Are you kidding me? |

The kids were getting a bit burned out on all the fraction work, and we still had a ways to go in the unit, so we decided to take a time out and circle back to something we explored in September: factors, primes, composites, and the game "Factor Captor". At the time, Rich and I had played around with a project centered around football rosters.

2013 New York Giants. A disappointing season. |

Questions. A disappointing lesson. |

It wasn't so great. There were too many numbers, too many questions, and not everyone was secure with the requisite skills. We got a little mileage out of it (mostly with the high achievers), but did not follow up.

I liked the idea of using basketball rosters. Fewer numbers, and easier to work with. My idea was to play off the rules for "Factor Captor" and have the kids take each player's jersey number, find its factors, identify the number as prime or composite, and then add the factors together to come up with a "score" for that player. The player with the highest score would be the team MVP. Then all the scores would be added, giving the team one final, total team score. Then we'd set up a tournament where you would match up against another team, and the team with the highest total score would win and advance.

Calculators were allowed. |

Why is it necessary to check your work for accuracy? Because if you miss any factors or make a calculation error, the opposing team will "steal" those points! |

Shannon had a great idea about how to change the game: instead of simply matching total score vs. total score, why not match player vs. player? Team 1 would identify a player, Team 2 would match him with a player from their roster, and the team with the highest scoring player would receive the point differential. Any missing factors (on either side) could be "stolen" and added to the team's aggregate score. Then Team 2 would select a player, and so on. The differentials would be added, and the team with the highest total would be the winner. This added an element of strategy that was missing in my original conception, and had the added benefit of echoing the rules of "Factor Captor".

Opening Day finally arrived:

Schedule for the AM class. |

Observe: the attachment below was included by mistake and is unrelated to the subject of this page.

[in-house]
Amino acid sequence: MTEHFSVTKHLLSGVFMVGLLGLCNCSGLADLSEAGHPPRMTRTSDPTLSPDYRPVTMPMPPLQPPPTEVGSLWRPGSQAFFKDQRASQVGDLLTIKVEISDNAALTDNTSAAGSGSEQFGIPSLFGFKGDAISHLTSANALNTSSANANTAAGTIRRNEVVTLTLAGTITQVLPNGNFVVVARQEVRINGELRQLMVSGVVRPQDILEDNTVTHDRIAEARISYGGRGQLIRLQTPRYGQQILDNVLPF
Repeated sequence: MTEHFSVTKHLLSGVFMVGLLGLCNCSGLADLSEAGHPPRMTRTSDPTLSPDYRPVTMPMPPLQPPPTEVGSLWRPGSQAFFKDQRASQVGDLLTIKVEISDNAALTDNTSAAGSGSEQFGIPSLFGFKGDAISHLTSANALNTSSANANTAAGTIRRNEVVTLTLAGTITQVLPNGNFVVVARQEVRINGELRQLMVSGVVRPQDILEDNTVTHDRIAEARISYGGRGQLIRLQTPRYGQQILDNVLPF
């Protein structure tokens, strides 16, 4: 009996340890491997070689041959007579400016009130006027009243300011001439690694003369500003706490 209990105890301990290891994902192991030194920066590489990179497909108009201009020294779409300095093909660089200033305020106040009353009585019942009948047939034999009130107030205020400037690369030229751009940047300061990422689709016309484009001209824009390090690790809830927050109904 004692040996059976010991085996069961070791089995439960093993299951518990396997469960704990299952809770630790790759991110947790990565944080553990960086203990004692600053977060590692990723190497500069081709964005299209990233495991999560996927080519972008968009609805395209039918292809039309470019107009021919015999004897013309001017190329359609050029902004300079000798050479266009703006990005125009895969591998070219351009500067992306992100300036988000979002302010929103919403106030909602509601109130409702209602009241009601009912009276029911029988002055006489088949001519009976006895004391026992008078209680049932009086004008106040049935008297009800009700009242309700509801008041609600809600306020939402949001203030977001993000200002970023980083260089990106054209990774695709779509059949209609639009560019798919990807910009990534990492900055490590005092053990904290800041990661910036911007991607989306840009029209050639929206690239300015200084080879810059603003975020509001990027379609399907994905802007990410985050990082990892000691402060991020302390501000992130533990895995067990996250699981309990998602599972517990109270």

Knicks vs. Heat. Garbage time already? Cole Aldrich makes an early appearance for the Knicks. |

Bargnani posterizes Chris Bosh! |

Knicks lose, 258-231. |

**any**order the Knicks would lose. I asked him to explain why, but he wasn't able to articulate a reason.

This got me thinking, and I pulled Rich aside. We began to talk it through. Did order matter? If it didn't, then the outcome of every game was predetermined, and playing served no purpose other than having kids practice finding the difference between two numbers and doing some column addition. Quickly Rich and I tried different combinations of only three players per side, and here's what we found: The

**scores**of each game would vary depending on the order the players were matched up, but the

**difference**in the scores would always remain the same.

I called my supervisor and explained the problem. That afternoon he showed up at my door with this:

Using only three players per side, this is how he explained to me that order did not matter. Here Team B will always win by 39 points. That's why he's my supervisor! |

I had to try this for myself. I could understand why order didn't matter, but I was fascinated by the fact that the score would change. I had to play it out on my whiteboard.

Two hypothetical teams. Team A has a higher aggregate score (15 point difference). |

Scenario 1. Team A wins 31-16. |

Scenario 2. Team A wins 43-28. |

Scenario 3. Team A wins 18-3. |

They were anxious to get started. The 5 on 5 game was easier to play and took much less time than the 15 on 15 game we had originally conceived. |

They used the sheets in different ways. Rich copied them back to back so they could be used to play multiple games. |

Confounding data got them all excited, and there was a mad rush to check and see if the results were accurate... |

...which of course they weren't. The most common error was using a jersey number instead of the player's total factor score. So the scores had to be fixed. |

The board filled up... |

...and we had to use a whiteboard for additional results. |

Here's what I learned:

- When you experiment, you never know what you might discover. The original lesson morphed into something totally unexpected but really amazing.

Here's why I think it was successful:

- It wasn't really complicated. They could all do it, and they were all in it working together. No one person could have played out all the possible combinations, but with everybody trying we could gather some good data.
- The fact that it was connected to pro hoops made it alluring to some, but there were many who had no idea who any of the players were. I think they got excited because I was excited. So, yeah, enthusiasm is contagious!

Here's what I'd do differently next time:

- Start the same way, with the kids finding the scores for all the players on their rosters, but have them select the top 5 to play with. Calculate the aggregate score for just those 5.
- Play another team multiple times. This should go quickly. It should not take long for the kids to get suspicious about what's happening. Kids get a chance to hypothesize: can the lower scoring team ever win? Is the outcome predetermined?
- Then do the all-star game experiment. This time keep track of all possible scores on chart paper. This way they can be cut out and then organized (lowest to highest?) to look for patterns and repeats.

And we're not done with this project. So stay tuned for some more NBA action!

Thank you so much!! This is clever and ingenius!!!!!!

ReplyDeleteThanks Paula. I think I had more fun than the kids. If you try this out, let me know how it goes.

ReplyDelete